Best planning and implementation toolbox

Concurrency Management Systems:

Purpose of Tool:
A Concurrency Management System (CMS) is used to monitor and maintain the transportation system level of service (LOS) as it is affected by various impacts from approved developments. A CMS is also used to estimate facility needs and to update Capital Improvement Plans accordingly. A CMS builds the foundation for adequate public facilities ordinances, fair share ordinances, or other means of providing for developer contributions to transportation improvements. In many cases, a CMS includes provisions for developer-funded improvements, contributions to programmed projects, or right of way donations to meet concurrency standards and thereby allow development to progress.

Benefits of Using Tool:
A CMS enables local jurisdictions to prevent or delay proposed development that would degrade the transportation system performance below the adopted local standards. Concurrency attempts to protect the public’s investment in transportation improvements by preserving system capacity and preventing safety issues related to traffic increases. Concurrency also encourages areas of redevelopment, taking advantage of existing system capacity and providing for a more efficient use of land and infrastructure.

Steps Involved to Use Tool:
A local government must adopt objectives, policies and standards for a CMS, which should follow these guidelines:
  • Establish the LOS standards for roads and transit, if available.
  • Establish a financial plan, such as a Capital Improvement Program, that demonstrates the LOS standards will be achieved and maintained within budget.
  • Monitor the LOS standards, the schedule of capital improvements, and the availability of road capacity.
  • Develop guidelines relating LOS standards to development permits. A time frame must be established to test the concurrency.

    A CMS usually consists of an infrastructure database and supporting documentation, including the procedures for maintaining the system and the requirements for traffic impact analyses for proposed developments. The basic requirement for the database is to define existing traffic volumes and relate the volume to roadway capacity. As new development occurs, the associated trip volume is added to the database to update the CMS. The impacts and deficiencies resulting from proposed developments are assessed, needed improvements are identified, and they are included in a local Capital Improvement Program. It is important for local jurisdictions to consider multimodal improvements and demand management alternatives to meet concurrency requirements.

    Special Requirements to Use Tool:
  • If not already in place, the local government must adopt land development regulations. The regulations should state the conditions of the CMS and provide a program that verifies the permitting process so that permits are only issued to developments that will not result in a level of service below identified local standards.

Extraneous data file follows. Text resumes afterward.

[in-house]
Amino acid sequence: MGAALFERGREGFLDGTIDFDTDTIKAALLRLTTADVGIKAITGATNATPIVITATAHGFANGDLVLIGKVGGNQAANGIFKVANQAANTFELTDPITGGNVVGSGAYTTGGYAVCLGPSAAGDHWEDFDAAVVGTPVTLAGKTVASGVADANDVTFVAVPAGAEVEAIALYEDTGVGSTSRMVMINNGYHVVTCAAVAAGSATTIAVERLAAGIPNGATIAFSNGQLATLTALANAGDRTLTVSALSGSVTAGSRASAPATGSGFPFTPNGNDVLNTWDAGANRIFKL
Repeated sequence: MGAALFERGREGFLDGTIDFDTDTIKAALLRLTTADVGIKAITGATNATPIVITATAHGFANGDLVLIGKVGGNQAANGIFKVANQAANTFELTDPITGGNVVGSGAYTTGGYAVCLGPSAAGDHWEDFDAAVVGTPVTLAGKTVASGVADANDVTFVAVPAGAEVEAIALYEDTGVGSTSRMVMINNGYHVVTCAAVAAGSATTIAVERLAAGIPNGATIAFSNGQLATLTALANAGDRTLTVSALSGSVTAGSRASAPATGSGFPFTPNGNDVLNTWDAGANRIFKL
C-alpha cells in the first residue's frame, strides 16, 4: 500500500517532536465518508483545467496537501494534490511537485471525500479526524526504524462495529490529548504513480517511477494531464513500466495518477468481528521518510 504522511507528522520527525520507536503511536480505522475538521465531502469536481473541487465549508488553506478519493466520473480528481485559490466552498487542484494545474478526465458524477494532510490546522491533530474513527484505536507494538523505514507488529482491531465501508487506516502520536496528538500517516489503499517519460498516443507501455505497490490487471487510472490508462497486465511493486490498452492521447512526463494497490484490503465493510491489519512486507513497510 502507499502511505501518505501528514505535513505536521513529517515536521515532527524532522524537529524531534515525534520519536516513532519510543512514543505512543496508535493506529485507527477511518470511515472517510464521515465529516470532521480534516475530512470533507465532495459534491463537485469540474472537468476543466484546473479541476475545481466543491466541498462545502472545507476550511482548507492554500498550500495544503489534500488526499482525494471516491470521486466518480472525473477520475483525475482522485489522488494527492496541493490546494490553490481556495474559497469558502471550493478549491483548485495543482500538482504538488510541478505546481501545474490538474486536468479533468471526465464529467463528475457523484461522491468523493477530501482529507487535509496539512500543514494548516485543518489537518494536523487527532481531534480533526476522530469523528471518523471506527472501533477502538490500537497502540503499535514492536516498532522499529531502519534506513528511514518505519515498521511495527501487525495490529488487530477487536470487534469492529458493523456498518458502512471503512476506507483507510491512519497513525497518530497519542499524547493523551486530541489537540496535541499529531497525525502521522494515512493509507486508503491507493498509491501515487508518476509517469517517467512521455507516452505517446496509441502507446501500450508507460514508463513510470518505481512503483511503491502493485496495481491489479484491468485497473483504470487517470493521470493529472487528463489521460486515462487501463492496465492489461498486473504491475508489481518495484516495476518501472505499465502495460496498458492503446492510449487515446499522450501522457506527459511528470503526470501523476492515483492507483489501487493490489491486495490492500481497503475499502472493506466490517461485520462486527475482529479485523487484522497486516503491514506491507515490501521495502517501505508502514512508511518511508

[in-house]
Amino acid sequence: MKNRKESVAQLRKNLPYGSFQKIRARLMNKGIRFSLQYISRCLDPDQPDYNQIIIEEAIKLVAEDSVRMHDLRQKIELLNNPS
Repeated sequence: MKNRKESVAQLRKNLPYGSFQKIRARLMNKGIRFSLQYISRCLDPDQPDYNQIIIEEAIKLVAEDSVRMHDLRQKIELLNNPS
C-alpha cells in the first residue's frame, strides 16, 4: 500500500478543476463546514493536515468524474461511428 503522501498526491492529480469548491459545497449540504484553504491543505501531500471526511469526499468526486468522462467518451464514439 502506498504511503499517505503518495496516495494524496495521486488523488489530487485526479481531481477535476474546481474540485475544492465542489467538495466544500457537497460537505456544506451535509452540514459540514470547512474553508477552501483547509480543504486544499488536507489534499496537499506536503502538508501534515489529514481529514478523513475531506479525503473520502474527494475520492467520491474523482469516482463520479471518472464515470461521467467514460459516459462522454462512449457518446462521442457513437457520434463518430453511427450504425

• State legislation enabling local jurisdictions to collect fees for transportation improvements consistent with a CMS may also be necessary.

    Specials Resources Needed to Use Tool:
    A concurrency management system requires appropriate staff and processes to track the LOS of existing infrastructure, establish targets for LOS, identify and program projects, track development proposals and their potential impacts, and identify the jurisdiction’s preferred development locations. Since each element has to be monitored over time, dedicated staff will likely be needed.

    Communities / Agencies that Have Used Tool:
    The State of Washington requires local governments to have a concurrency system through the 1990 Growth Management Act. For more information, contact:

    Washington State Department of Transportation
    Transportation Planning Office
    P.O. Box 47370
    Olympia, Washington 98504-7340
    (360) 705-7962
    www.wsdot.wa.gov/planning/concurrency

    The state of Florida requires local governments to have a concurrency system as well as a fair share ordinance that requires developers to pay fees toward improving the transportation system proportionate with the impact of their proposed developments. For more information contact:

    Florida Department of Community Affairs
    2555 Shumard Oak Boulevard,
    Tallahassee, FL 32399-2100
    (850) 488-8466
    http://www.dca.state.fl.us/

    Metrics to Use to Monitor Tool Effectiveness:
    System-wide measures of LOS or vehicle or person hours of delay may indicate the effectiveness of a CMS at maintaining the standards set by a local jurisdiction. In areas with crash rates of concern, a reduction in crashes over time as facilities are improved through CMS-funded projects will indicate site-specific effectiveness of the CMS. Measures established by an approved local comprehensive plan and transportation plan should be tracked. Funds collected to meet concurrency requirements, particularly as a percentage of the overall transportation program, also may indicate the effectiveness of a CMS program.

    List of Resources to Obtain Additional Info:
    Additional information may be found at the following:
    http://www.dot.state.fl.us/planning/policy/growthmgt/tcms.pdf

    Robert Magee
    FDOT Concurrency
    (850) 414-4800
    www.dot.state.fl.us
    http://www.wsdot.wa.gov/NR/rdonlyres/21DEDC38-6F68-4BBF-8A09-D18F204F4A86/0/FinalforWeb.pdf

    From:
    http://www.wsdot.wa.gov/planning/concurrency/FacilityAnalysis.htm
    http://www.mrsc.org/Subjects/Planning/curren.aspx